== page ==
. For an explanation what dark matter is, I refer you to this page
. After all that excitement, you can sit down and work out how much dark matter is in the Milky Way
The scientific tradition in Africa.
An interview with Thebe Medupe, a South African astronomer.
The sun is solid (this has beautiful images, btw)
. The earth is fixed
, or maybe growing
; relativity is wrong
, and so is most of current thinking
... For the intriguing as well as the insane, visit the fringes of science
Do Gravity Waves Exist?
This is one of the big unanswered questions
in physics. Gravity telescopes such as the LIGO
and the Geo 600
may soon tell us. These massive detectors are sensitive to a displacement of 1 part in 1000000000000000000000-- that's like "measuring a change of one hydrogen atom diameter in the distance from the Earth to the Sun."
Such a discovery would mean a tremendous boom to science. And big cash payouts to those who put their money where there mouth was
Jim Loy's Mathematics Page
is (among other things) a collection of interesting theorems (like Napoleon's Triangle theorem
), thoughtful discussions of both simple
math, and geometric constructions
(my personal favorite); the latter of which contains surprisingly-complex discussions on the trisection of angles
, or the drawing of regular pentagons.
Similarly enthralling are the pages on Billiards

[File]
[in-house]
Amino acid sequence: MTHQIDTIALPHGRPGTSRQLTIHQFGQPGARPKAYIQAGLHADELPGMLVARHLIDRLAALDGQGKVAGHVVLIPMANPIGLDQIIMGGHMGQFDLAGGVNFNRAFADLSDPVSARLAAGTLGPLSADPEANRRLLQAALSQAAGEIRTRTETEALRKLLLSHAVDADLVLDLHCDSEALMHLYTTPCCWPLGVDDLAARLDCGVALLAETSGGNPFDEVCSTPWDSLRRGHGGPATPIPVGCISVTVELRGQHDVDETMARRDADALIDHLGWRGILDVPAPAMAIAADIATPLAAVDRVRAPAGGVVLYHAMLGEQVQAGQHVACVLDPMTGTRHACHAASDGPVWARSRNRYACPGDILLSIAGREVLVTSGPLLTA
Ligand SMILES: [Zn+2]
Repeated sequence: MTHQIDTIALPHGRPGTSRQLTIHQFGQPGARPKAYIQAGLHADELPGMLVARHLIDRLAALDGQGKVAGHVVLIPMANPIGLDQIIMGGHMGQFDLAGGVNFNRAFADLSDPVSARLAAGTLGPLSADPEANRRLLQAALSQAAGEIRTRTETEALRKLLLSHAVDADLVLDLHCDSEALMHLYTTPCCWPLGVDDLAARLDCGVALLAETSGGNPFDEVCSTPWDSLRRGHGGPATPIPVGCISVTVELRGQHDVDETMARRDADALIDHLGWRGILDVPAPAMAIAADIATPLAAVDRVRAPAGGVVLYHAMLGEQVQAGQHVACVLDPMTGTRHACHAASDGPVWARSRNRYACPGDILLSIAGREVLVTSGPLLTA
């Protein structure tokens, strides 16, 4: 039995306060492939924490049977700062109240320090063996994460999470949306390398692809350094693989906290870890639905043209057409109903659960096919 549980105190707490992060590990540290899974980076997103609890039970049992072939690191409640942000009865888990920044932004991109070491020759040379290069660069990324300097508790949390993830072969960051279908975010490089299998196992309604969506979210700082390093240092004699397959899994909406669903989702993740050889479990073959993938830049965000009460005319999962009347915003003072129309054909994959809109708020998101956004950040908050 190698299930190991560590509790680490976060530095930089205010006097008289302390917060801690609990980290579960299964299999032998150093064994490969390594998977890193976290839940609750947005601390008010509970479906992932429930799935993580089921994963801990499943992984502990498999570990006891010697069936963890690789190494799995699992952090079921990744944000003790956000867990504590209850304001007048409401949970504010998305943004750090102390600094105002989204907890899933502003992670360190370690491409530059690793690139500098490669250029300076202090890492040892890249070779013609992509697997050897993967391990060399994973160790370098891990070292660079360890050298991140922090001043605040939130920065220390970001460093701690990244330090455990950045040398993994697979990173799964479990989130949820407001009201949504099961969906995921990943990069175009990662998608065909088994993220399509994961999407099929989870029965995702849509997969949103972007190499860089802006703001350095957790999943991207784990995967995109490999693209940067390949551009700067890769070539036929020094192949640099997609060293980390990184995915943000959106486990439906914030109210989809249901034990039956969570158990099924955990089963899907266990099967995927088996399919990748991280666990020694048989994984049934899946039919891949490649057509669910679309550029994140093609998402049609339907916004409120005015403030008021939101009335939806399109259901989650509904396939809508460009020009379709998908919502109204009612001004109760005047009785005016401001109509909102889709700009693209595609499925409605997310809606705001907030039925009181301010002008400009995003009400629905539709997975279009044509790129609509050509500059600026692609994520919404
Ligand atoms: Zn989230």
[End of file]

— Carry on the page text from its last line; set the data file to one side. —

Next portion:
(and the physics of
(and the savants of
), and Physics
(and the Phlogiston Theory of
), all of which are rife with illustrations and diagrams. See the homepage
for much more.
If you like your geometric constructions big, try Zef Damen's Crop Circle Reconstructions.
On the mission
miracles of Life on Earth and the mysteries
reaching beyond the stars
Great television science presenters
and their shows: Tim Hunkin "the Secret Life of Machines
", Jacob Bronowski "The Ascent of Man
", James Burke "Connections
", David Attenborough "Trials of Life
" "Blue Planet
., Marlin Perkins "Wild Kingdom
", Don Herbert "Watch Mr. Wizard
", Adam Hart-Davis "Science Shack
" "Rough Science
", Jack Horkheimer "Star Gazer
Does anyone else have any favorites, past or present?
"I was willing to bet that there was going to be a universe, and I hit the nail on the head."
The other day we had Avram Davidson
, which got me thinking of Calvino's Invisible Cities
, but all the recent talk about black holes made me remember that Italo Calvino
is at his most charming when he's playing with physics, math, and cosmology in Cosmicomics
A computer aided simulation builds a spiral galaxy from its beginning
. In all, 390,000 particles were placed in an arrangement similar to a newborn galaxy. The end result after three months is an event that is believed to take billions of years to occur. (animation)
A supernova in our galactic backyard may be on the verge of exploding. In the (unlikely) event that it happens tomorrow, how would you spend your last day on earth?
It ain't so dark anymore.
Dark matter seems poised to assume its place among those astronomical phenomena that were predicted to exist before being observed. The planet Neptune
and black holes
to mention two of them. The last 100 years have really been a boom time for astronomy, and they're not slowing down.
Wot, no black holes?
Those wacky boffins in science land have already had a pop at the Higg's boson
, but now they're moving on to everybody's favourite theoretical singularity, with a new theory about what happens when a star kicks the astral bucket.
So you think the expansion of the universe is accelerating? Think again!
(Contains links to full paper in .pdf etc.)